728 x 90

Why sport is increasingly becoming big business for the Gulf

Why sport is increasingly becoming big business for the Gulf

Dubai, the UAE and wider parts of the GCC will “slingshot” out of Covid and take their place at the top table when it comes to hosting local, national and international sporting events, according to a leading sports lawyer. Pre-Covid, the Middle East was already establishing itself as a go-to destination for the sporting world,

Dubai, the UAE and wider parts of the GCC will “slingshot” out of Covid and take their place at the top table when it comes to hosting local, national and international sporting events, according to a leading sports lawyer.

Pre-Covid, the Middle East was already establishing itself as a go-to destination for the sporting world, with two Formula 1 races – in Abu Dhabi and Bahrain; golf events across the GCC, most recently in Saudi Arabia; and a similar story with tennis.

There was football, rugby, horse racing, Formula E, athletics, cricket, boxing, UFC, the list goes on.

New deal struck to accelerate sporting investments in Dubai

Dubai Sports Council and Dubai Economy ink agreement to strengthen city’s position as destination for investments in sports

However, for every World Cup, Formula 1 race and PGA tour event that comes to the region, Steve Bainbridge, a partner in the Dubai office of Squire Patton Boggs and its head of the sports and entertainment group in the Middle East, told Arabian Business that an equally strong focus should be on promoting sports at a grass roots level.

He said: “The bottom line is, I think we’re going to slingshot out of Covid, because what we’ve done so far puts us ahead of a number of jurisdictions. Issues like the IPL, that, under normal circumstances wouldn’t be here, but we’re a safe pair of hands.

“So while others are still figuring out how they’re going to deal with things in a health and safety compliant way, we’re already in the second or third iteration of dealing with the safety concerns. That’s going to make us an attractive jurisdiction.”

Since the onset of Covid, Bainbridge admitted the growth has been “stunning”, with countries such as the UAE lauded worldwide for not only the handling of the pandemic, but the subsequent hugely successful vaccine rollout.

Abu Dhabi’s hosting of Fight Island instalments, where health and safety bubbles were created to keep fighters and their entourage, as well as assembled media free from Covid, drew international praise; while an additional race in Bahrain was added to a severely disrupted 2020 F1 campaign.

Steve Bainbridge, a partner in the Dubai office of Squire Patton Boggs.

Next week, the lucrative Indian Premier League will conclude at venues in Dubai, Abu Dhabi and Sharjah.

Bainbridge, who worked on the joint South Korea/Japan World Cup back in 2002, said: “To pull off a major event, you’ve got to be able to get people in and out and we’ve got the hub. You have to be able to put them in certain levels of hotels, that are always going to have occupancy and know how to take care of guests.

“You’ve got to have an entire culture of restaurant covers that can deal with everything from top to mid to bottom level. And then the venues themselves and I think here, look no further than the second half of the IPL, that’s going to ramp up this week.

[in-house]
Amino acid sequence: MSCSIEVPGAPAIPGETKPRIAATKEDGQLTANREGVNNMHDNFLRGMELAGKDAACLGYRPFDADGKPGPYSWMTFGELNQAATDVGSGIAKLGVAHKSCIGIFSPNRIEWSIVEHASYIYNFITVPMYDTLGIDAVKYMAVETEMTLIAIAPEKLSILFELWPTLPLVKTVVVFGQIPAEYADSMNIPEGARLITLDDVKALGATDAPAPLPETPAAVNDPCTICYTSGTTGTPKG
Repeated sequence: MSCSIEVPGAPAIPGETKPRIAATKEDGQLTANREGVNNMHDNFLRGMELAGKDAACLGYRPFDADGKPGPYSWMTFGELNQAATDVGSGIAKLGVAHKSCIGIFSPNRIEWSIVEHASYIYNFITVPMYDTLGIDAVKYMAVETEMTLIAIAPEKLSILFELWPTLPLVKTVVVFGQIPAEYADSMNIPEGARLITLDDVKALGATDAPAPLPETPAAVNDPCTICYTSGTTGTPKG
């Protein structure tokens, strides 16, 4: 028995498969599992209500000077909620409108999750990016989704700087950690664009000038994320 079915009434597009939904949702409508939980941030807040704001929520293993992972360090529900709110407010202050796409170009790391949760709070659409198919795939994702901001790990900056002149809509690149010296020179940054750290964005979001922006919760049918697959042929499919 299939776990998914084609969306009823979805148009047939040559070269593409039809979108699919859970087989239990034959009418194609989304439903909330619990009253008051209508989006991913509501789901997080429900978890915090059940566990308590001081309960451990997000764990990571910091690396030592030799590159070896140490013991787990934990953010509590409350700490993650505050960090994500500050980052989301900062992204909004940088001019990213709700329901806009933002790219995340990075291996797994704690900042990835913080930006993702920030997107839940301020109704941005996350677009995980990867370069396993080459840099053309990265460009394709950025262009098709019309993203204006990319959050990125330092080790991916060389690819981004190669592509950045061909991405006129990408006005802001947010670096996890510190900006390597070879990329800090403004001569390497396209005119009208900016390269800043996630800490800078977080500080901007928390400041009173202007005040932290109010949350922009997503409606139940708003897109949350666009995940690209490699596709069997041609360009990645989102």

“There’s only a few places where you can pull that off and I think we’ve shown here that we’ve rebounded a lot quicker than most in terms of Covid. Some places would struggle under the weight of that. And here it’s something we do, we’ve got a developed infrastructure for hosting top level sports.”

The contribution of the sports sector to Dubai’s economy now exceeds AED4 billion ($1.09bn) annually, according to Sheikh Mansour bin Mohammed bin Rashid Al Maktoum (pictured below), chairman of Dubai Sports Council (DSC).

And while the emirate’s position as a host of major sporting events helps play a crucial part in that success, he said that Dubai’s advanced sports infrastructure, that includes dedicated tracks for cycling and running, in addition to the rise in number of sports academies and fitness centres, have also played a key role in the growth of Dubai’s sports sector.

DSC recently revealed that around 1.5 million people regularly engage in sports and physical activities in the emirate while the number of people employed by Dubai’s sports sector has been growing significantly over the years.

Bainbridge, who advises on a wide range of transactions across a number of sports, such as motorsports, cycling, golf, tennis, cricket, football, horseracing and triathlon, said: “I think that the headline events are really important, but also you need to feather that.

“If you get a golf or tennis championship that’s considered top tour level, you also need to build in between and you want to encourage youth membership, talent identification, ultimately your pipeline for developing local talent, but even just participation.”

Sports fans will have plenty to cheer during the six-month run of Expo 2020 Dubai after DSC confirmed that a raft of sporting activities and events will kick off on the sidelines of the world’s greatest show.

The Dubai International Sports Conference, Dubai Globe Soccer Awards and the MBR Creative Sports Awards will all be held at Expo 2020 Dubai in the coming months.

Bainbridge insisted the 182-day event will play a major role in cementing Dubai’s fine sporting reputation.

He said: “I think sports has become part of Dubai’s DNA and I think that will be interwoven within Expo to hopefully drive some of the traffic that may otherwise have been delayed through Covid.”

Mo
ADMINISTRATOR
PROFILE

Posts Carousel

Latest Posts

Top Authors

  • Mo
    ADMINISTRATOR

Most Commented

Featured Videos